1) The MSD ignition / distributor cap set up i had was poor quality - the "cheap" distributor cap just melted (i've got pics below) so I'm sure that didn't help
2) The MSD digital ignition 6AL system is extremely sensitive to voltage drops below 12V; with the voltage drain above and running 2 electric fans, electric fuel pump, Vintage Air/Blower, Hi-Torque starter and a pretty good size stereo, i'm using a lot of electricity driving down the road. My voltmeter gauge would drop to below 9V during cranking.
3) Vintage Air ECU kept needing to be reset; apparently MSD digital boxes put out a lot of line noise...and Vintage ECU is also picky about voltage drops....
4) Ordered the wrong MSD HEI distributor....bought the "RACE READY" one without the vacuum can....not a good idea per above!
5) Engine was pinging at low RPMs
6) Need to optimize timing curve

So here is what i did:
1) got the proper MSD distributor with a vacuum can
2) installed a noise filter for MSD digital 6AL power source
3) Installed a 2nd battery in the trunk with Stinger Relay activated by key ignition; this powers the MSD digital ignition and a couple of other things
4) Installed a 250Amp alternator
5) Installed a 2nd voltmeter so i can check voltage to MSD during cranking

Car now starts rights up, been doing so for 3 days whether it's cold, or has been driven around
During startup, voltmeter on cranking battery goes down to 8-9V, 2nd battery voltmeter stays above 12V
Bought some VPRacing/and Turco Racing Fuel concentrate....no more pinging!

Now need to replace valley pan gasket, and tune the timing curve. A bit overkill on the solution but it's working and since it's my daily driver, having a 2nd battery as backup is a good thing IMHO. I will send pictures after i've cleaned up the engine bay and wires in the car. I installed a bunch of switches and relays while i was testing different configurations.

Thank you all for your help and getting me back on the road. Driving my old 2006 Nissan Frontier isn't the same....

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@PontiacJim @armyadarkness @LATECH @Lemans guy

Here is an update to my timing challenge and other issues - I've learned a lot about timing and was able to try different bushings and springs to play with the timing. Found it challenging to change the bushings nuts, springs were pretty easy. Found a new distributor from Progression Ignition - https://progressionignition.com/; i've included a quick video below. Basically, it's an electronic distributor where you can change the timing and timing curve from an App on your phone. You can save multiple timing profiles and even change the timing while the car is running. In addition, it has a "lock" feature that acts as an engine lock to prevent theft. Pretty cool, and the same price as an MSD distributor. Happy with it so far.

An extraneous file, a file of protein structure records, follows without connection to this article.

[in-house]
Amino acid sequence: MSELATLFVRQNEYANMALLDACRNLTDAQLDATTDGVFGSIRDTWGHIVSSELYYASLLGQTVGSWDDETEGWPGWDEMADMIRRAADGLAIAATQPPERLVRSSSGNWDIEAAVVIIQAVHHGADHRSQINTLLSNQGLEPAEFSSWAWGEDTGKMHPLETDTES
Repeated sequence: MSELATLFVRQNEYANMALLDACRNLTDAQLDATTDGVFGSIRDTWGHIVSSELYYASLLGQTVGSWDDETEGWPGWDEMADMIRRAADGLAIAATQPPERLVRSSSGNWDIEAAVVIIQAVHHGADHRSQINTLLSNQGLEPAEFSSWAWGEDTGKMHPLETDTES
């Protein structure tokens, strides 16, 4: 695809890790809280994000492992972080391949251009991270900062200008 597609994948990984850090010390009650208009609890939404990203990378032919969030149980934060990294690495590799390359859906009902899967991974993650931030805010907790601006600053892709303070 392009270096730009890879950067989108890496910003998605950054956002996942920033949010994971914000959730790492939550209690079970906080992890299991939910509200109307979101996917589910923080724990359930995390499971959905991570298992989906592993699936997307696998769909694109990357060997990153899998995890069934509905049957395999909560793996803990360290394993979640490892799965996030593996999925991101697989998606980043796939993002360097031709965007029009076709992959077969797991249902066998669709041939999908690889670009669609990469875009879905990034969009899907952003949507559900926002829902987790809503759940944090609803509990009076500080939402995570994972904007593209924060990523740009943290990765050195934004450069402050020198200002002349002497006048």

As far as the coil voltage issue, I brute-forced the solution by putting in a 2nd battery, activated through a Stinger relay. Come to find out, I thought I was bypassing the voltage resistor wire.....turns out I wasn't. So I have an overkill solution but now have a 2nd battery backup. I have cleaned up the engine (a bit) and the trunk where the 2nd battery and stereo amps/subwoofers are. I'm trying out different things before I do a frame-off restoration in the future (who knows when). This is my daily driver so want to make it run smooth and comfortable. Next up are: installing a new Vintage Air blower and hoses, CVF serpentine belt system (which requires an 11 bolt water pump, so a new timing cover, and a new harmonic balancer), changing valley pan gasket, and passenger side exhaust manifold (frozen and leaking heat riser valve). Thanks for all the help!

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This should be a video of how it works in my GTO -
 

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Cameo Ivory 1967
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Glad you found something to simplify your problem. I do like those Progressive Dizzy's.

Yeah, you're not really changing a total timing bushing with the dizzy in the car... and who wants to pull the dizzy 4 times? As you said, daily driver, so I think you made a good choice!